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Locoregional Therapies for Extrahepatic HCC

Panelists: Ghassan K. Abou-Alfa, MD, Memorial Sloan Kettering Cancer Center; Anthony El-Khoueiry, MD, University of Southern California Norris Comprehensive Cancer Center; Catherine Frenette, MD, Scripps Green Hospital; A. Ruth He, MD, PhD, Georgetown University Medical Center; Riccardo Lencioni, MD, Sylvester Comprehensive Cancer Center
Published: Wednesday, Feb 28, 2018



Transcript: 

Riccardo Lencioni, MD: So, chemoembolization and radioembolization with Y-90 are both widely used therapies for patients with intermediate/advanced HCC. And clearly, they have different indications and different data to support their use in clinical practice. At our institution, we rely primarily on chemoembolization for patients at intermediate stage. Radioembolization is reserved for patients who progress after chemoembolization, for patients who have a limited portal vein invasion—let’s say it’s segmental or branch portal vein invasion—or for patients with very large tumors—let’s say more than 7 cm in diameter. Then we would offer radioembolization over chemoembolization. Chemoembolization is the standard of care for the bulk of the patients at the intermediate stage, which clearly are patients with disease isolated to the liver, no vascularization and no extrahepatic spread.

Patients with extrahepatic disease, let me say that there may be exceptional cases where you may have a truly very limited, sometimes even questionable, extrahepatic disease. These are exceptions that are real in clinical practice. And for some of these patients, we definitely may offer locoregional therapy to the bulk of the tumor, which is in the liver, and under the assumption that that tumor will drive the evolution of the disease and hopefully will have an impact on survival on prognosis.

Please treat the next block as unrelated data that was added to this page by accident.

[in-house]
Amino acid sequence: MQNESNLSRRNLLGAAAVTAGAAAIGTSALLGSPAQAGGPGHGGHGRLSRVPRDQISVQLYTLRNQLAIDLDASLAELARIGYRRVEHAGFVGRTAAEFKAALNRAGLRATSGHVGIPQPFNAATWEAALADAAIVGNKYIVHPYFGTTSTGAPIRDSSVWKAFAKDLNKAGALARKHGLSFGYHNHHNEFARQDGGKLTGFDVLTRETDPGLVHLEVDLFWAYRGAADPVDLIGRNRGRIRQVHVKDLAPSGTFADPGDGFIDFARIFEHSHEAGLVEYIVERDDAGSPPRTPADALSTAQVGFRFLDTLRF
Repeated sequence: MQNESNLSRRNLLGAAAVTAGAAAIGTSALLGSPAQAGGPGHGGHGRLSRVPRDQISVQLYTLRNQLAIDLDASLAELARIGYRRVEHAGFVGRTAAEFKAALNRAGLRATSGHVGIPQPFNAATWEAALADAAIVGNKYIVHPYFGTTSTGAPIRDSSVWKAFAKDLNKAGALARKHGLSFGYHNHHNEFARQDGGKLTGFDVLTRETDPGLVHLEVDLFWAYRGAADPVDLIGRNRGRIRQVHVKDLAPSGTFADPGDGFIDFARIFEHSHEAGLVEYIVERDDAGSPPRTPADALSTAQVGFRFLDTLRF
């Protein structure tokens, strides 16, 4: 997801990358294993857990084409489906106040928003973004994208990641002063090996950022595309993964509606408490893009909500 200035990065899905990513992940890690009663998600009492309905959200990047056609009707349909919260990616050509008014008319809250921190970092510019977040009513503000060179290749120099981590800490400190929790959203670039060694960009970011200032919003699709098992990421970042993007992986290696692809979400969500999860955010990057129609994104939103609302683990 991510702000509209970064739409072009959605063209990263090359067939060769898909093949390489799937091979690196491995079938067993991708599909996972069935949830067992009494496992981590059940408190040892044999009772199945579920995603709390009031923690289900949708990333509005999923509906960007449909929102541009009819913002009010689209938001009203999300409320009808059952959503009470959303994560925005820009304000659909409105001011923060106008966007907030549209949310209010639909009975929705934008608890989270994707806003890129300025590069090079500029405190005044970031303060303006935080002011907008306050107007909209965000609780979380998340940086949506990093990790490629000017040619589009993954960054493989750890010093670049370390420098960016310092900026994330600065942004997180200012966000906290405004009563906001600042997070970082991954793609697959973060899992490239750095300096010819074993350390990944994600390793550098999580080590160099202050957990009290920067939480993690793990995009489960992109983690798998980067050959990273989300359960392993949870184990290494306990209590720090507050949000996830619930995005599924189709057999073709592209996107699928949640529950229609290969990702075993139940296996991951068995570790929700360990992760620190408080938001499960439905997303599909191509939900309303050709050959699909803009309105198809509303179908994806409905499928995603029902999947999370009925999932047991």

A different scenario is technically what we usually think with patients with extrahepatic disease, where the disease is truly a systemic disease. I think these patients deserve a systemically active drug with a systemic effect. The question, though, is, to which extent will combining a locoregional therapy really achieve a better control and hopefully a response in the liver tumor burden that will contribute to boost survival? This is a very important area for research, and I think we don’t have much data at this point in time. But definitely, this is something that will deserve further investigation.

Since the advent of sorafenib like 10 years ago, there was excitement in trying to understand the limitations of locoregional therapy, which is typically the fact that despite having achieved sometimes a response, or even a complete response in the target tumors, the disease will come back with new tumors and eventually move from within the liver to outside of the liver. So, there was a lot of excitement on combining locoregional therapies with drugs, in particular with sorafenib.

Now the bottom line after several years of research is that the synergy is probably less than we thought. There may be some prolongation in time to progression, but the impact on the survival is not very clinically meaningful. Of course, at this point in time, with more drugs becoming available and different concepts—TKIs, immune checkpoint inhibitors—I think it’s easy to anticipate a second wave of clinical trials that will investigate the synergies. Personally, I believe that’s the way to go, and I’m very confident that eventually we will find a combination that will be able to offer sustained minimal invasive control of the visible tumor relations with a systemically active drug that would prevent or delay recurrences, thereby boosting overall survival.